US8252977 *Sep 1, 2006Aug 28, 2012Nestec S. A.Polynucleotides encoding carotenoid and apocartenoid biosynthetic pathway enzymes in coffee
US20080148431 *Sep 14, 2007Jun 19, 2008Bayer Cropscience S.A.Herbicide resistant picea comprising expression vector coding prephenate dehydrogenase for use as bioreactor for synthesis of tyrosine
US20110302830 *Jun 13, 2011Dec 15, 2011Uchicago Argonne, LlcEngineered photosynthetic bacteria, method of manufacture of biofuels
EP1915450A1 *Jul 11, 2006Apr 30, 2008Commonwealth Scientific And Industrial Research OrganisationWheat pigment
EP2333079A1Jan 20, 2005Jun 15, 2011Monsanto Technology LLCChimeric promoters for use in plants
EP2361986A1May 16, 2007Aug 31, 2011Monsanto Technology LLCUse of non-agrobacterium bacterial species for plant transformation
EP2371964A1May 16, 2007Oct 5, 2011Monsanto Technology LLCUse of non-agrobacterium bacterial species for plant transformation
EP2450448A1Mar 10, 2008May 9, 2012Monsanto Technology LLCMethods for plant transformation using spectinomycin selection
EP2607488A2Mar 30, 2009Jun 26, 2013Monsanto Technology LLCPlant regulatory elements and uses thereof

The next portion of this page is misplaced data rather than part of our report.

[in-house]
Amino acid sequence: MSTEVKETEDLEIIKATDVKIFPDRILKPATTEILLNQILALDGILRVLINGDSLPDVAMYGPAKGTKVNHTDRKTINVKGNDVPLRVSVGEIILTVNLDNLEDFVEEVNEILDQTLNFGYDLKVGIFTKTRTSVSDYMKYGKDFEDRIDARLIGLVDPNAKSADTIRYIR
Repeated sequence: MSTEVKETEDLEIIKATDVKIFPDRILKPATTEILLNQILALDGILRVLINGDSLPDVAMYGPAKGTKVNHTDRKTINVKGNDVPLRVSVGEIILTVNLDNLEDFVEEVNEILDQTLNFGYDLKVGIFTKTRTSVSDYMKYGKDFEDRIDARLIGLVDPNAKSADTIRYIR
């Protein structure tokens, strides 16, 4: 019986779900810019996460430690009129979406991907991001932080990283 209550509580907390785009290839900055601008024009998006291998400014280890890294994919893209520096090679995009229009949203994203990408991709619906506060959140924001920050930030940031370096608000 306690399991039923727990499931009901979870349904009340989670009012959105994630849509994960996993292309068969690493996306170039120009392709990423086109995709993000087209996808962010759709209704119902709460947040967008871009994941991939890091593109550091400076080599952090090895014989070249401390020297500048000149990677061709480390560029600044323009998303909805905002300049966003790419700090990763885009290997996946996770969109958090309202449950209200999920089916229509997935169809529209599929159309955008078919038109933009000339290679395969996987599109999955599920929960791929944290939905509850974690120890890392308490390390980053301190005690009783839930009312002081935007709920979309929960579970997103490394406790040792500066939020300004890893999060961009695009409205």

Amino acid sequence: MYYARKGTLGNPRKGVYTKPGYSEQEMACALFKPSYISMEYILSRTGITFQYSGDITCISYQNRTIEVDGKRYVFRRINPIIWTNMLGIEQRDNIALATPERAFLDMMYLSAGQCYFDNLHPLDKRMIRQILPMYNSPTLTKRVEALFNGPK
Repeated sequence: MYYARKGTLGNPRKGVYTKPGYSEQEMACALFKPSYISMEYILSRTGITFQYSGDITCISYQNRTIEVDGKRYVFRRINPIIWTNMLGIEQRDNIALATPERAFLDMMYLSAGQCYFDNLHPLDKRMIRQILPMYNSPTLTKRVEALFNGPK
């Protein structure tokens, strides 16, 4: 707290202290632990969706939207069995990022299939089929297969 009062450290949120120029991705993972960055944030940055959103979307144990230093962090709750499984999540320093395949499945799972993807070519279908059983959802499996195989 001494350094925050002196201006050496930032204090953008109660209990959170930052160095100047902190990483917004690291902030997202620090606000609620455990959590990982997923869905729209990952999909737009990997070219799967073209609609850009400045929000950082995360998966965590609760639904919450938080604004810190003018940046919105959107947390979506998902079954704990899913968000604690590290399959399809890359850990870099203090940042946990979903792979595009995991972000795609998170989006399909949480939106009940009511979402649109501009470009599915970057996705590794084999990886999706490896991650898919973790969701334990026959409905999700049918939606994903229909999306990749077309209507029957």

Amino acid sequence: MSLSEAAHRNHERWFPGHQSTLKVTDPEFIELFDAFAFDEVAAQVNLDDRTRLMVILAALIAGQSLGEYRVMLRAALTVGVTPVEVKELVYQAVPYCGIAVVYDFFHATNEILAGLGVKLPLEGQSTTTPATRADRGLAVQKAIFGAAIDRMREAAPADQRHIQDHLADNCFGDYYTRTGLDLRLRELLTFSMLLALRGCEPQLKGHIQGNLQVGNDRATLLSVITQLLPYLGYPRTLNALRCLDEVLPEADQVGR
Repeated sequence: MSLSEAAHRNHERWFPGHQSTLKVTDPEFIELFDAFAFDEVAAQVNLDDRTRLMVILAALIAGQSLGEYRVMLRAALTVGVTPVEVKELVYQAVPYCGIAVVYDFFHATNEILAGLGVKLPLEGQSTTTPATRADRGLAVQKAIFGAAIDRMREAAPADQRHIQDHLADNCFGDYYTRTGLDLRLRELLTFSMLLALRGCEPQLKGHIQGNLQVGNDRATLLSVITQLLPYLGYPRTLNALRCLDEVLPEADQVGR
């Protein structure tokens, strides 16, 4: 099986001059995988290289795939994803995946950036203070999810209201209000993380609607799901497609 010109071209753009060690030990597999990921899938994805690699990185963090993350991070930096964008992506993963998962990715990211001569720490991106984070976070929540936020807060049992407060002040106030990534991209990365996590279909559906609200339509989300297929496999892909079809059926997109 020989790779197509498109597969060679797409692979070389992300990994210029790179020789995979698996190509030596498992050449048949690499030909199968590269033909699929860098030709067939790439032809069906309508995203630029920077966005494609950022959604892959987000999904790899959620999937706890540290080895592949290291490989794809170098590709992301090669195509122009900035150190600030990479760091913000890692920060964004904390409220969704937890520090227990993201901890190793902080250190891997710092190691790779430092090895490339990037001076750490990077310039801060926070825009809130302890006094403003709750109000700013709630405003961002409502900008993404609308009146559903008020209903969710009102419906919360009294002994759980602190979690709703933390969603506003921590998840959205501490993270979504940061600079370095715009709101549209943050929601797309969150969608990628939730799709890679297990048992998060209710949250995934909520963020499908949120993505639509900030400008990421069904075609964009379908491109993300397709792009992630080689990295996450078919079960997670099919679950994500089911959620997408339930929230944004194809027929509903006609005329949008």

WO2005068625A1 *Dec 22, 2004Jul 28, 2005Abhaya DandekarPlants transformed for elevated levels of gallic acid and methods of producing said plants
WO2005069986A2Jan 20, 2005Aug 4, 2005Monsanto Technology LlcChimeric promoters for use in plants
WO2006113709A2 *Apr 17, 2006Oct 26, 2006Del Monte Fresh Produce CompanPlant promoters, terminators, genes, vectors and related transformed plants
WO2006127789A2 *May 22, 2006Nov 30, 2006Arcadia Biosciences IncSafflower with elevated gamma-linolenic acid
WO2008112633A2Mar 10, 2008Sep 18, 2008Monsanto Technology LlcMethod of meristem excision and transformation
WO2008112645A2Mar 10, 2008Sep 18, 2008Monsanto Technology LlcMethods for plant transformation using spectinomycin selection
WO2010099431A2Feb 26, 2010Sep 2, 2010Monsanto Technology LlcHydroponic apparatus and methods of use
WO2012030711A1Aug 29, 2011Mar 8, 2012Agrigenetics, Inc.Sugarcane bacilliform viral (scbv) enhancer and its use in plant functional genomics
Classifications
U.S. Classification800/282, 800/286, 800/320.1, 800/298, 800/314, 800/322, 800/320, 800/313, 800/320.3, 800/320.2, 800/310, 800/281, 800/306, 800/288, 800/312, 800/287
International ClassificationC12N15/31, C12N15/82
Cooperative ClassificationC12N15/825, C12N15/8243, C12N15/8247
European ClassificationC12N15/82C4B4, C12N15/82C4B8, C12N15/82C4B
Legal Events
DateCodeEventDescription
May 25, 2011FPAYFee payment
Year of fee payment: 8
May 25, 2007FPAYFee payment
Year of fee payment: 4
Sep 9, 1999ASAssignment
Owner name: TELXON CORPORATION, OHIO
Free format text: RELEASE BY SECURED PARTY;ASSIGNOR:THE BANK OF NEW YORK, AS AGENT;REEL/FRAME:010216/0776
Effective date: 19990830
Aug 10, 1998ASAssignment
Owner name: CALGENE LLC, CALIFORNIA
Free format text: ASSIGNMENT OF ASSIGNORS INTEREST;ASSIGNORS:SHEWMAKER, CHRISTINE;BHAT, B. GANESH;VENKATRAMESH, MYLAVARAPU;AND OTHERS;REEL/FRAME:009432/0827;SIGNING DATES FROM 19980708 TO 19980714